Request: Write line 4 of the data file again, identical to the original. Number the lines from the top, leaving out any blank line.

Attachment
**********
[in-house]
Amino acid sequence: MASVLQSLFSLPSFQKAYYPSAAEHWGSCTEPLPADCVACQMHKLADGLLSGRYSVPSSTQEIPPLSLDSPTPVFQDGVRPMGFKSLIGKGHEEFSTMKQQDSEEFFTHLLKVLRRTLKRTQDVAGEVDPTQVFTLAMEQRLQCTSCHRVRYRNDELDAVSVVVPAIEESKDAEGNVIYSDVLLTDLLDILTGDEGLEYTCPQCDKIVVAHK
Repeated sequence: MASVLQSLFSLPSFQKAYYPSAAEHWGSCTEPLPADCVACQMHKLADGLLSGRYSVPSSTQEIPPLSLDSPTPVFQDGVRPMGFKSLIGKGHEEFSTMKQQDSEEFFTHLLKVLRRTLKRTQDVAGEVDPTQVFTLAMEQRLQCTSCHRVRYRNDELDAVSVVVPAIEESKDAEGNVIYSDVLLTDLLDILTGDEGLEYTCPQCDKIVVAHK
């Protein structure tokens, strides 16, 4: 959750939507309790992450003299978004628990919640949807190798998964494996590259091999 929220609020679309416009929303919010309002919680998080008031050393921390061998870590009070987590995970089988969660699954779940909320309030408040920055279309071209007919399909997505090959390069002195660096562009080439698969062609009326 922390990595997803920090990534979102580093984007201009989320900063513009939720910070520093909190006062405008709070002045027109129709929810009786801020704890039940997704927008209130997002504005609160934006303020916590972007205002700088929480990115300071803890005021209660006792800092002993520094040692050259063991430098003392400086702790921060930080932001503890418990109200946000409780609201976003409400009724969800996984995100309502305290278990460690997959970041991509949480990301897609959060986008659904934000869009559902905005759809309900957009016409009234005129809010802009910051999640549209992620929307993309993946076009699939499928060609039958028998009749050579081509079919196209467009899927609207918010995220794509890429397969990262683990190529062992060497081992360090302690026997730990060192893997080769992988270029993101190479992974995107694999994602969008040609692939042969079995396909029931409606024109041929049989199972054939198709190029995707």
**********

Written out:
């Protein structure tokens, strides 16, 4: 959750939507309790992450003299978004628990919640949807190798998964494996590259091999 929220609020679309416009929303919010309002919680998080008031050393921390061998870590009070987590995970089988969660699954779940909320309030408040920055279309071209007919399909997505090959390069002195660096562009080439698969062609009326 922390990595997803920090990534979102580093984007201009989320900063513009939720910070520093909190006062405008709070002045027109129709929810009786801020704890039940997704927008209130997002504005609160934006303020916590972007205002700088929480990115300071803890005021209660006792800092002993520094040692050259063991430098003392400086702790921060930080932001503890418990109200946000409780609201976003409400009724969800996984995100309502305290278990460690997959970041991509949480990301897609959060986008659904934000869009559902905005759809309900957009016409009234005129809010802009910051999640549209992620929307993309993946076009699939499928060609039958028998009749050579081509079919196209467009899927609207918010995220794509890429397969990262683990190529062992060497081992360090302690026997730990060192893997080769992988270029993101190479992974995107694999994602969008040609692939042969079995396909029931409606024109041929049989199972054939198709190029995707």